Monday, 8 September 2008

Kingsdown Undercliff

After a disappointing, but pleasant, (there were few birds, but for a change the weather was great) walk round the paddock I decided to check the under-cliff at Kingsdown.


Immediately I was confronted by a line of Wheatears on the sea wall, I counted at least seven, but this may have been an underestimate. No matter how often I see them I have to take another picture or ten, they are just so photogenic. One of the things I like is the way all the feather tracks are neatly marked out. They are ideal for teaching someone the names of all the feather groups on a bird.

Small Tortoiseshell

This year has been poor for butterflies and particularly so for Small Tortoiseshells, so I was pleased to see this pristine specimen enjoying the sunshine. I have to admit its only about the third I've seen this summer.

Large White

Today both Large and Small Whites were abundant, and most looked very fresh, obviously the result of a late brood.

Small White

As well as the numerous whites I did see a yellow butterfly, but lost it when it flow over one of the large humps. My impression was that it was a Brimstone and not a migrant Clouded Yellow, but unfortunately I didn't re-find it.

Common Blue female

There were quite a few Common Blues, mostly bright males, but this tatty female caught my eye. Al thought it's in bad condition, it is very blue for a female.

Little Egret

Yesterday I got a message from Martin Collins, telling me that he'd seen a Spoonbill at St Margaret's yesterday evening. I wondered if it might have been one of those that bred in Scotland on its way south. There was a white bird on the shore at Kingsdown but it was a Little Egret. Thirty years ago there were probably more records of Spoonbill per year than Little Egrets, but not now!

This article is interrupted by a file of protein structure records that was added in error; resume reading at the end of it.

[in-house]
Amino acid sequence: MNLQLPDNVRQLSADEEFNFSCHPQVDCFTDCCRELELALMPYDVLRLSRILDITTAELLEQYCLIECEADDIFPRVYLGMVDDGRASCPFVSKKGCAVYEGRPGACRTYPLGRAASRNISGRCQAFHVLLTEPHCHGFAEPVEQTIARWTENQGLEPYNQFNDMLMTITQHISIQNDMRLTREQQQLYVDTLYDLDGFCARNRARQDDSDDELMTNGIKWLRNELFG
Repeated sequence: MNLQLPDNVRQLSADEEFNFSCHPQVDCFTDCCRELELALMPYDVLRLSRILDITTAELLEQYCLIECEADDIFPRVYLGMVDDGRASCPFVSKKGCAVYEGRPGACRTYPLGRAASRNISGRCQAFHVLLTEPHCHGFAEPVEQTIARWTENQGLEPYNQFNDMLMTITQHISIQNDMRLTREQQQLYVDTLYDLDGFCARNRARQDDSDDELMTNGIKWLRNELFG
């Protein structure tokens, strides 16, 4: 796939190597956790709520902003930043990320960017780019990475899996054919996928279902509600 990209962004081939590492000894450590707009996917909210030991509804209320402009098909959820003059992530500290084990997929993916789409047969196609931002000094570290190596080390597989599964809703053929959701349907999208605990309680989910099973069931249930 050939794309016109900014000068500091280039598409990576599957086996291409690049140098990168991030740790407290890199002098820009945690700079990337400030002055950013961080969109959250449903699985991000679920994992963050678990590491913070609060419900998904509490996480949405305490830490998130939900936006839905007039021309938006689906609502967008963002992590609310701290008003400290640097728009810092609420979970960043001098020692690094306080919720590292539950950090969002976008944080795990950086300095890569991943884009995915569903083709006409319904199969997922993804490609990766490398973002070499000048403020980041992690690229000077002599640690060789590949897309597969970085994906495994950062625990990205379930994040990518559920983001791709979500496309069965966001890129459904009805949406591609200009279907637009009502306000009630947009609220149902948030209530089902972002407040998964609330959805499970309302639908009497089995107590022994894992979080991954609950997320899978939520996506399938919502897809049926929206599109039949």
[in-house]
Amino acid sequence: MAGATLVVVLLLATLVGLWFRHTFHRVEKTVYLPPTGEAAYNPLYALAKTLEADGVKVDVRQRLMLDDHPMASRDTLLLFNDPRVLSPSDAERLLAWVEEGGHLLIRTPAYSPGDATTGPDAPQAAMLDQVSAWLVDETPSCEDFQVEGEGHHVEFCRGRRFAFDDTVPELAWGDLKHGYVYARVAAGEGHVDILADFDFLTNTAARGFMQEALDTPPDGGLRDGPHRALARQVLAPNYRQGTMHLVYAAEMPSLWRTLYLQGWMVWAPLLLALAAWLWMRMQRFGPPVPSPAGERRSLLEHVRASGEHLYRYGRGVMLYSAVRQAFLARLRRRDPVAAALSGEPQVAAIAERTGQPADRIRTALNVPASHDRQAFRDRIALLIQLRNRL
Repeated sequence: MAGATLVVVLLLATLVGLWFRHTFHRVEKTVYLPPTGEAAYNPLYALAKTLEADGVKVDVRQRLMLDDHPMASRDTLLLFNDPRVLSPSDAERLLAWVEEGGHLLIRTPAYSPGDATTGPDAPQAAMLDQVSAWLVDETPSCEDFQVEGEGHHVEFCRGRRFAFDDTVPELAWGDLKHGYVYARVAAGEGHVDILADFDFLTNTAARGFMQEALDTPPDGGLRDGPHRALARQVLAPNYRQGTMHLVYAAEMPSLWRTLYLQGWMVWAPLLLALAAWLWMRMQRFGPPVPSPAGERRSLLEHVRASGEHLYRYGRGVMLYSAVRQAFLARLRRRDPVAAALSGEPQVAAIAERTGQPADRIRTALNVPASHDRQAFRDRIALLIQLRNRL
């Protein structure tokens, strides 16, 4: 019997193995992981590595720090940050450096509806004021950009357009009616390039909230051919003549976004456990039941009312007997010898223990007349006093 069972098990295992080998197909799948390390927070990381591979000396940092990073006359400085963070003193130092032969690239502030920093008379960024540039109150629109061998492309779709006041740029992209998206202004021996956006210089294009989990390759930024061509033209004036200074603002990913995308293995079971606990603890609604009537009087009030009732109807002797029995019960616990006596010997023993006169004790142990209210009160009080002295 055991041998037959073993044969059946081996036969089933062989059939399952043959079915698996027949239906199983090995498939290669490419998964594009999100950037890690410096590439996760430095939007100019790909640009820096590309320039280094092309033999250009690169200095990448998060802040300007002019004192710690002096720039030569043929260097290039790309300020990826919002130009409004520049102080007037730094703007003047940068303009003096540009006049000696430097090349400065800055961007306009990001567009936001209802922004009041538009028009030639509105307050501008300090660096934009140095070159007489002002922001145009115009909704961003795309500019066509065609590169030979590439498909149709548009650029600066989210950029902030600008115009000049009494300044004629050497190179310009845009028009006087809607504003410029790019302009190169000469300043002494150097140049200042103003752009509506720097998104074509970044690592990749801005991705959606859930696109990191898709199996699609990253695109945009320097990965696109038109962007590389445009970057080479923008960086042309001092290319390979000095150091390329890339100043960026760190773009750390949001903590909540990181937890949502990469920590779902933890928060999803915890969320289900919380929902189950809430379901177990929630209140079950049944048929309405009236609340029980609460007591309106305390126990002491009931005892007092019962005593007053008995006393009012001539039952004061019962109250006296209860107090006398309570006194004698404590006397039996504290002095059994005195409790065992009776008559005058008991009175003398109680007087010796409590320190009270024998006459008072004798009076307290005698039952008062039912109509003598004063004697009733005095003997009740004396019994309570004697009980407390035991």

Carrion Crow

A pair of Carrion Crows were playing on the cliff, with the spread of Ravens and quite a few sightings in Kent I wonder how long it will be before they are regulars here. I did see one House Martin along the cliff and the way it was behaving led me to think it was one of the nesting birds, although I didn't see it return to a nest.


Several Wheatears were still popping up on to the sea wall as I walked back. They normally dropped on the the grassy side to feed, in between their sentry duties on the wall.

Rock Pipit

Rock Pipits occasionally joined the Wheatears on the wall but invariably they dropped down to feed on the shore side of the wall, their hoarse seep calls were constantly in the air.

Small Heath

As I reached the gate this small Heath was nectaring on a daisy, it's the first of the second brood that I've seen, although no doubt they've been flying a while.


Simon said...

Fantastic photos Tony, I particularly like the Small Tortoiseshell and Wheatear shots.

fotoface said...

Oh! just fantastic photos
neat looking hide..